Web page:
The concern of most business executives is the company’s bottom line. They focus on cost-benefit analyses and ensuring investments provide a hefty return. Return on investment is a practical and simplistic calculation for most business decisions, but not for modern cybersecurity andcompliance measures. To figure security ROI, business owners and IT department heads must move away from revenue-focused thinking. Instead, they must consider a projection of not only revenue generation but also cost savings, productivity improvements, and risk and loss reductions.
In the simplest terms, ROI measures the financial benefits of an investment relative to its costs. Most business owners naturally believe this means revenue generation, but that’s only part of the story. In its entirety, ROI is a mathematical expression and representation of how an investment contributes to an organization’s profitability and well-being.
To assess the ROI of security measures more completely, organizations must determine how security elements affect the tangible and intangible aspects of operations. For example, does installing access control systems improve productivity and aid loss prevention? Does investing in secure network architecture, encryption, and intrusion detection reduce insurance premiums?
While some aspects of security installations can prove obviously profitable, such as installing a security and compliance system, most prove their value through prospective or predictive analysis. Still, according to research, successful implementation of cybersecurity measures sees, on average,a 179%ROI.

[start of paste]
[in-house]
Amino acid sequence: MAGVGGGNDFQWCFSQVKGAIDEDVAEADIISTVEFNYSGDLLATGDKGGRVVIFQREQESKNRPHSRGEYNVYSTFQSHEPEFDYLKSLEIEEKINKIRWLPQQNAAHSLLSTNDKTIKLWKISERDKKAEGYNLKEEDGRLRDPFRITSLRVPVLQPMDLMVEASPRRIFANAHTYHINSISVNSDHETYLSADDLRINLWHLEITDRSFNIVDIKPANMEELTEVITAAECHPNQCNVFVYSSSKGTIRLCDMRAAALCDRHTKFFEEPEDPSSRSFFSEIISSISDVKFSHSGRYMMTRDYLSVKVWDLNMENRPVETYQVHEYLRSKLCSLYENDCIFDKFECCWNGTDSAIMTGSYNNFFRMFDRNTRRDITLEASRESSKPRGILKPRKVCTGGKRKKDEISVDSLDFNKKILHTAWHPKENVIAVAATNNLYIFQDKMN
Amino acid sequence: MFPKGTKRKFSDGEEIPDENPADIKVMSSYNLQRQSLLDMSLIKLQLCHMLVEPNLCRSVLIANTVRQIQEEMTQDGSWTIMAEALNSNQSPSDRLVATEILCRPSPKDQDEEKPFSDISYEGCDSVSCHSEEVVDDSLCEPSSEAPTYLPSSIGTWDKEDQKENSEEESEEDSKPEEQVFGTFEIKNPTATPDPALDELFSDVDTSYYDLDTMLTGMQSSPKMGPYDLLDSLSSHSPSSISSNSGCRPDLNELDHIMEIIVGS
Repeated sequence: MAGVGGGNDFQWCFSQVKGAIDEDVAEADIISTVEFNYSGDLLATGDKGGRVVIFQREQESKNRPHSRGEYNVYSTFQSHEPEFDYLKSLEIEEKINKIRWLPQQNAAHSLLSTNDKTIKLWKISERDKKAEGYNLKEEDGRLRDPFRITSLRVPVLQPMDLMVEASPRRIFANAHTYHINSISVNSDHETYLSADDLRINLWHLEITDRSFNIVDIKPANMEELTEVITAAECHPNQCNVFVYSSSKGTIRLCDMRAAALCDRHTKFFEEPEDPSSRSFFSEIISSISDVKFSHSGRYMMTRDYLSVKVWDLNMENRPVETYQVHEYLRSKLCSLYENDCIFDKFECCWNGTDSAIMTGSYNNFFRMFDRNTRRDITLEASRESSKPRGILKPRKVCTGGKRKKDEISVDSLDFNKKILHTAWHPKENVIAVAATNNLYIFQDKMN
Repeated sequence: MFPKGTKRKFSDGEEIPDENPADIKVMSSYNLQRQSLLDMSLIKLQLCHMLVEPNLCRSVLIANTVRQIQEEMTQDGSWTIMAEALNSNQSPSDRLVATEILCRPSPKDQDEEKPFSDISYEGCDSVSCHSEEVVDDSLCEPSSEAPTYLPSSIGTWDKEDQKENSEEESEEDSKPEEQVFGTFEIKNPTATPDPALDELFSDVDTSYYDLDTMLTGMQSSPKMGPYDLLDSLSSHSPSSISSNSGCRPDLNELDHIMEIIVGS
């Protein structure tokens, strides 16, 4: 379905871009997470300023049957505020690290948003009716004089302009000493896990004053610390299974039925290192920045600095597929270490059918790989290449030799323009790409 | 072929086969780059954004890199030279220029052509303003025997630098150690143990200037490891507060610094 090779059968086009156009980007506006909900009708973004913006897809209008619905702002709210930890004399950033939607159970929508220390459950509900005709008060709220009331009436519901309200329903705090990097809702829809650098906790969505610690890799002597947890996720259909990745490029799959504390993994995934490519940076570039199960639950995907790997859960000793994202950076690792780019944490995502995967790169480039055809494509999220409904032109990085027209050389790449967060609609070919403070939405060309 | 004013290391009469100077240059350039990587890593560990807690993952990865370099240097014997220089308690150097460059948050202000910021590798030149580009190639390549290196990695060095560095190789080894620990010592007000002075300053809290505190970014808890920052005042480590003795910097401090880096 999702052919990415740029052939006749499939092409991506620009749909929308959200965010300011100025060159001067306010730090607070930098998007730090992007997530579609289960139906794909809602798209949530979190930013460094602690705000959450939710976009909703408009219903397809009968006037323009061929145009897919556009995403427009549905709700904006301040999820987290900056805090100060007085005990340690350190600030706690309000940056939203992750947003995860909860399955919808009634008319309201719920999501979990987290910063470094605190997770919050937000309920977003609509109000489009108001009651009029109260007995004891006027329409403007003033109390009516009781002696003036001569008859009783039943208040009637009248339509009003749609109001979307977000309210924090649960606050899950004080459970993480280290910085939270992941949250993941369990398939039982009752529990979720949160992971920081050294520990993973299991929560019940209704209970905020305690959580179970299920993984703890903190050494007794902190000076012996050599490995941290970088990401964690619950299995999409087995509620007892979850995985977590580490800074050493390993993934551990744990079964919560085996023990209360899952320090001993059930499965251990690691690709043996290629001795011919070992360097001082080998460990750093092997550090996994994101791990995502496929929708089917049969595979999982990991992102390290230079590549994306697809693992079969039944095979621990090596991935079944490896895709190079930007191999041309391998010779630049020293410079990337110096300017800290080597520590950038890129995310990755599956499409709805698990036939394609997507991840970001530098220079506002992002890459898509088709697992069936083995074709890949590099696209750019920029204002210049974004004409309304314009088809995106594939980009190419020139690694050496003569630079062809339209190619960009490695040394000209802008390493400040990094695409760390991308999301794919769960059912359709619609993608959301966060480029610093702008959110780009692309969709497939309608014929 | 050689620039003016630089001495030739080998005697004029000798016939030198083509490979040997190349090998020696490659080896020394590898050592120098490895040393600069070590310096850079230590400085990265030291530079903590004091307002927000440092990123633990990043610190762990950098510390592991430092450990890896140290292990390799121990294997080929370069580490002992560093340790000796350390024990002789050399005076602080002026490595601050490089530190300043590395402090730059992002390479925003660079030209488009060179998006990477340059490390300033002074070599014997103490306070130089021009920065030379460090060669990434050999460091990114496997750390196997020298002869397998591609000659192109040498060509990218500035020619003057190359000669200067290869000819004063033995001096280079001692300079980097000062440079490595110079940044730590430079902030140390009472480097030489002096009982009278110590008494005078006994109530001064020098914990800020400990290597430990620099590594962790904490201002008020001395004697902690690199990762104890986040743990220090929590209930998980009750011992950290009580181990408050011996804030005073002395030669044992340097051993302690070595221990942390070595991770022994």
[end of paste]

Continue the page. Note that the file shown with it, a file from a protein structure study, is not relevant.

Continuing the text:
Though not every benefit of comprehensive security installations is quantifiable. a lack of profit data does not make the intangible benefits any less valuable or desired. To understand the overall reach of security systems and real-world security ROI, decision-makers must consider both the tangible and intangible benefits.
Tangible benefits provide clear and discernible value. These benefits of security installations include loss prevention, efficiency improvements, incident reductions, incident response savings, and possible insurance savings.
Installing security measures like surveillance cameras and access control systems act as theft deterrents while streamlining access to facilities. Proper measures can reduce time spent at security checkpoints and improve employee accountability. Most companies have built-in budgetary losses for expected theft and project delays; security investment can reduce projected losses, providing measurable data for ROI projections.
Intangible benefits, though more challenging to quantify, still offer real value to the organization. These benefits include reputation protection, legal compliance, business continuity, competitive advantage, and peace of mind.
Security systems prioritize privacy and safety, both admirable qualities for consumers and trade partners. The systems also reduce the risks of breaches that can hurt brand image and hinder corporate and consumer trust. While not as quantifiable as lower insurance premiums, intangible benefits offer significant real-world value.